The book’s complete title is “Rising Tide: The Great Mississippi Flood of 1927 and How it Changed America.” It provides a fascinating examination of that massive event, during which my mother was born.
Back in 1998, when the book was first published, I bought it for her because I thought it would make a good birthday present. Boy, was I right: She devoured it, then shared it with so many friends, who’d grown up during that era. Many were Mississippians with personal experiences of The Flood.
After my mother died late in 1999, I felt an affinity with it as a way to feel closer to her. And so, I sat down and read it.
Finally, I understood in some small part why my elders so adored this book. Barry’s writing is utterly transfixing. It’s hard to put into my own words, but suffice it to say that this man is so good, he can mesmerize the reader even with his description of a cubic foot of water moving south toward its delta in south Louisiana.
I was so enraptured by this book that I’ve given copies to all my relatives and others I thought would enjoy it, too. My dear incumbent son-in-law is the latest recipient because it gives him such a rich history of our region, especially because he and my daughter live in New Orleans, which played such a big part in the flood’s story.
Amazingly, I continue to come across people who will make reference to “Rising Tide,” to make a point about Mississippi. Often it’s about the Mississippi Delta and its persistent challenges.
Earlier this week, I was speaking with an architecture professor about a story I’m working on about one of his former students.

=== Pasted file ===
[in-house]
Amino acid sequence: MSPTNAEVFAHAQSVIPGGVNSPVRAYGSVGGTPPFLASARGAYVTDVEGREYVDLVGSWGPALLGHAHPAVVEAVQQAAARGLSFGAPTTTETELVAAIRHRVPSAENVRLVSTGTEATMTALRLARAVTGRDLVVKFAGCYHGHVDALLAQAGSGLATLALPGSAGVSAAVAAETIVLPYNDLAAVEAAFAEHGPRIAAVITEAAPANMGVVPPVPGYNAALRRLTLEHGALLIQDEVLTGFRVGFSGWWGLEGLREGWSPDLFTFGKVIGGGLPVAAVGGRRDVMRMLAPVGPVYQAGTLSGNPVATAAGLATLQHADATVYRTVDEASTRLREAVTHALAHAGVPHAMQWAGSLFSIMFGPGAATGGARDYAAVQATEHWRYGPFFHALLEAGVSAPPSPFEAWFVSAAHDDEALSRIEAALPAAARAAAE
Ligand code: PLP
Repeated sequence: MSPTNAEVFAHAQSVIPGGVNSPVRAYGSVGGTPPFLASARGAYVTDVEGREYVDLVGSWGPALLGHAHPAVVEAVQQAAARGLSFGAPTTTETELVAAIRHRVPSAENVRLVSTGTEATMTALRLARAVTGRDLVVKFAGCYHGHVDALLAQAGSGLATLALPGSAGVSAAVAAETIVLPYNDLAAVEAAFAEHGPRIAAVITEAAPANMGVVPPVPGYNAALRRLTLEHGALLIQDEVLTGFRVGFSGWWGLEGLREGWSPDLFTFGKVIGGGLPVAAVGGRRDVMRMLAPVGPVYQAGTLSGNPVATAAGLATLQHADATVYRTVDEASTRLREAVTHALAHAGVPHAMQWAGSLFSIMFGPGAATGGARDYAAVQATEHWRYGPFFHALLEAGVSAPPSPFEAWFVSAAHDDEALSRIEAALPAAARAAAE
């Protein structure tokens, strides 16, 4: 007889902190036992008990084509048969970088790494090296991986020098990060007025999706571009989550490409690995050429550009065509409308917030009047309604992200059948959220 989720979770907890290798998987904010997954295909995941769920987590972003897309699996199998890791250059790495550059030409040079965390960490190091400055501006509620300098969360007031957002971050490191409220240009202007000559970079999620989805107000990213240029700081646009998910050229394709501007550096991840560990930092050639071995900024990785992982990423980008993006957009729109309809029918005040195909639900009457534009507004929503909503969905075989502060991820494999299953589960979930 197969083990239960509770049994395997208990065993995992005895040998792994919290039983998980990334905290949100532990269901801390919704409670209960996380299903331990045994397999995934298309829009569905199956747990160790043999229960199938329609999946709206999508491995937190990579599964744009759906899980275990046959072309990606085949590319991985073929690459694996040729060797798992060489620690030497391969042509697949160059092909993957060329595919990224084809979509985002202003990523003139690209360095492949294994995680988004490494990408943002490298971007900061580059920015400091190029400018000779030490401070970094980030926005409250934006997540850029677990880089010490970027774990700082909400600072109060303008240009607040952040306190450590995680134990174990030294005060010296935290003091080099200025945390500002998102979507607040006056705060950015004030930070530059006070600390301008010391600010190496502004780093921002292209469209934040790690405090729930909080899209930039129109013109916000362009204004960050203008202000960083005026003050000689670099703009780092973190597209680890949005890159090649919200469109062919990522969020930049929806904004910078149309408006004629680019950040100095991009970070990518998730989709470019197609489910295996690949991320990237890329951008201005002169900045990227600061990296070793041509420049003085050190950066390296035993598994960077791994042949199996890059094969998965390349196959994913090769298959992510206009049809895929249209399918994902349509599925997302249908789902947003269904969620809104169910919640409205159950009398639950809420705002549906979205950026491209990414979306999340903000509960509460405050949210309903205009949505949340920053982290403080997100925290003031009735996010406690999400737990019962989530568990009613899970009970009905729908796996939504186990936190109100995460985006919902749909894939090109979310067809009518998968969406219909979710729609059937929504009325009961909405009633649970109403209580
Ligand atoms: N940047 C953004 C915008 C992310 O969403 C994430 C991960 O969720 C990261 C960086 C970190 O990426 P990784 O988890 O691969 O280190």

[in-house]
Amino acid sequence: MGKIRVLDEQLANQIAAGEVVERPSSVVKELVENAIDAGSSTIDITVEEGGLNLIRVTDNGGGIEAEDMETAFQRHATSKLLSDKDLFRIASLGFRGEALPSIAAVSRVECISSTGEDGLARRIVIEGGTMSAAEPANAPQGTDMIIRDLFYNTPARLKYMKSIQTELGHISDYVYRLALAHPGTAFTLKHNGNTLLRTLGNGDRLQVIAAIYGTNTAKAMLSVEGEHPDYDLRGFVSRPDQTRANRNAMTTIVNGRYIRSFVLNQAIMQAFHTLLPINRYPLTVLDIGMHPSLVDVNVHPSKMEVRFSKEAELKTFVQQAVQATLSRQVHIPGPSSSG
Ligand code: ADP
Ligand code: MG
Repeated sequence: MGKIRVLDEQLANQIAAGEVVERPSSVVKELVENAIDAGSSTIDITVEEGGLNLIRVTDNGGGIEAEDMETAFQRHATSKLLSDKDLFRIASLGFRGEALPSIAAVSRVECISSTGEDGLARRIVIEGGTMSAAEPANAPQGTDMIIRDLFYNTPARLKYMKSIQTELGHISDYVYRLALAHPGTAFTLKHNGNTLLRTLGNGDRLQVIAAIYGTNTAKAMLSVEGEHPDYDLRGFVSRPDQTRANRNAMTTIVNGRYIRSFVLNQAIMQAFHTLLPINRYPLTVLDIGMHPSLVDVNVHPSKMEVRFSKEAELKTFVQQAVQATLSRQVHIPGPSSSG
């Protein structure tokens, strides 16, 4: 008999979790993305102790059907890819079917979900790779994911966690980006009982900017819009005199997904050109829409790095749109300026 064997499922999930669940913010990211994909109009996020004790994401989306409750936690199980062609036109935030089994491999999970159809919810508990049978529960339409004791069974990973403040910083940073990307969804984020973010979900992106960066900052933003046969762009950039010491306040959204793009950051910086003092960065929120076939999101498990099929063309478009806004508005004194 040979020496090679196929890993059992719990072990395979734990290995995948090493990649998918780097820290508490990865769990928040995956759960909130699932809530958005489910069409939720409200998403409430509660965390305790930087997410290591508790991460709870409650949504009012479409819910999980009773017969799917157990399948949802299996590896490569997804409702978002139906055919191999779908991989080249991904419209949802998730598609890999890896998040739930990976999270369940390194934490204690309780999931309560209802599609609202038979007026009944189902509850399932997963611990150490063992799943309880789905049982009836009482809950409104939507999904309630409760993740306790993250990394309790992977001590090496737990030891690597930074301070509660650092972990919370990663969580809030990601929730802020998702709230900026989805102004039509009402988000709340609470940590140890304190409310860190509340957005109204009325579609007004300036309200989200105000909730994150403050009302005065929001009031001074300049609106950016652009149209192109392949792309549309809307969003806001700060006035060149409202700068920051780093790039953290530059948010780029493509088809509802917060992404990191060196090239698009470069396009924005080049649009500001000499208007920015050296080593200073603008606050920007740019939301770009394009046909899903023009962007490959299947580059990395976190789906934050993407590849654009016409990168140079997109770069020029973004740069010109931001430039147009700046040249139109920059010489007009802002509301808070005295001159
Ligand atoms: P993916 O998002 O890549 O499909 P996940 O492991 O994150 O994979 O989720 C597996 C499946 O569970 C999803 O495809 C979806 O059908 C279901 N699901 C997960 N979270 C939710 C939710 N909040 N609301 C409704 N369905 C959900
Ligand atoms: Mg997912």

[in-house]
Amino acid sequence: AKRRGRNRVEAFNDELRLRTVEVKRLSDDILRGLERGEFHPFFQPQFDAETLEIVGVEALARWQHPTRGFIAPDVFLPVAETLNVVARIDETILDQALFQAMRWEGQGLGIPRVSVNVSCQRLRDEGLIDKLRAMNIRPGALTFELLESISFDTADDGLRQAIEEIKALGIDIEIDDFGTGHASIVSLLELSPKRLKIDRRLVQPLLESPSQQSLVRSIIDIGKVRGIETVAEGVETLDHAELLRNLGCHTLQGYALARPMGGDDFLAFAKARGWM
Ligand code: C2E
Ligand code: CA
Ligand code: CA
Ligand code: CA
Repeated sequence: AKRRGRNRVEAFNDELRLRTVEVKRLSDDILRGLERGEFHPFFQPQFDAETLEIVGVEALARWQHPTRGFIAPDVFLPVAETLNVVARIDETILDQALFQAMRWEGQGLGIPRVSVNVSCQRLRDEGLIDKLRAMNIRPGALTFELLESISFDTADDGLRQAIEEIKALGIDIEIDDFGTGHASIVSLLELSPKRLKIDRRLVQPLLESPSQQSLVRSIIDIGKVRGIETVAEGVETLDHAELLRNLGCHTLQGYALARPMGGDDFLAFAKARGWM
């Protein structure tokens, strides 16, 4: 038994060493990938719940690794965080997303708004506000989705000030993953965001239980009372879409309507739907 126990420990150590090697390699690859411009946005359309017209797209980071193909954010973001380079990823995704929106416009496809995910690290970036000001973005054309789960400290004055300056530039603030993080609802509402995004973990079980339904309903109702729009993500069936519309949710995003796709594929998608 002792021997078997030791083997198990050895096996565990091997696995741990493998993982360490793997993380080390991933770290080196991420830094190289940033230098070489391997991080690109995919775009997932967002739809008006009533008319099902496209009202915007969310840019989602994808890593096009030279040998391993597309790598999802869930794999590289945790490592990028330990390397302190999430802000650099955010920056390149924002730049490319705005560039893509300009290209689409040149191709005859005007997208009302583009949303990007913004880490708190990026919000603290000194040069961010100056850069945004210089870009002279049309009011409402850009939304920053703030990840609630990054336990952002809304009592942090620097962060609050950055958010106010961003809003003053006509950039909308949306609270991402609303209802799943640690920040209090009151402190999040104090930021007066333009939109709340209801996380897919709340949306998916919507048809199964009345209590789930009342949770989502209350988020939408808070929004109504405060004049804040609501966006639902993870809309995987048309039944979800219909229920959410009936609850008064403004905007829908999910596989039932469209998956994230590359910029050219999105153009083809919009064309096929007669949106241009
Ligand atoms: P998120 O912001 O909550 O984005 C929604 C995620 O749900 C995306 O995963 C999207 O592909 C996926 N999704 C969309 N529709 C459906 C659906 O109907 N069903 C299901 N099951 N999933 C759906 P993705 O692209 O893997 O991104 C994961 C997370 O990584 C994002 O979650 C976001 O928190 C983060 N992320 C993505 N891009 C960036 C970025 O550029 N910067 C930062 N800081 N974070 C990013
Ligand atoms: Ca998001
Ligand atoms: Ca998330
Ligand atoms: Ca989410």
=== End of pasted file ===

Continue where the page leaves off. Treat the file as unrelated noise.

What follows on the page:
We got to talking about architecture and ideas that bubble up in our region for an “architecture tour” much like the well known Blues or Civil Rights Trails and other suggested themes like food or artists or agriculture.
The professor then told me he’s working on the end-all compilation of Mississippi’s architectural history and significant structures as part of a national state-by-state project. Somehow, the conversation took us to the Delta.
Have you read that book about the Great Flood of 1927, he asked me.
I almost fell out of my chair with enthusiasm about the book, saying that while I thought myself relatively well informed about our state and its history, I was blinded by my own lack of understanding about that flood’s significance on people, commerce and culture, especially to explain today’s Delta challenges.
Goodness, we went on and on about the book, both of us apparently taken by Barry’s writing skill and the fascinating history it conveys.
Reading, obviously, is a big part of my life. I’ve even gone digital, which is very convenient, although it certainly doesn’t provide the same tactile experience of holding a book or newspaper.
So, I’ve realized I need to give “Rising Tide” another look. It’s quite a dramatic, episodic kind of story and it’s rich with colorful history – events that really occurred, not just the flamboyant fiction I’ve been reading lately.
I suspect I’ll fall in love with this book all over again and likely come away with a new experience, realizing I probably missed (or more likely forgot) some excellent details since I read it in 1999.
Certainly, I commend it to you, too.
PATSY R. BRUMFIELD writes a Thursday column. Contact her at (662) 678-1596 or firstname.lastname@example.org.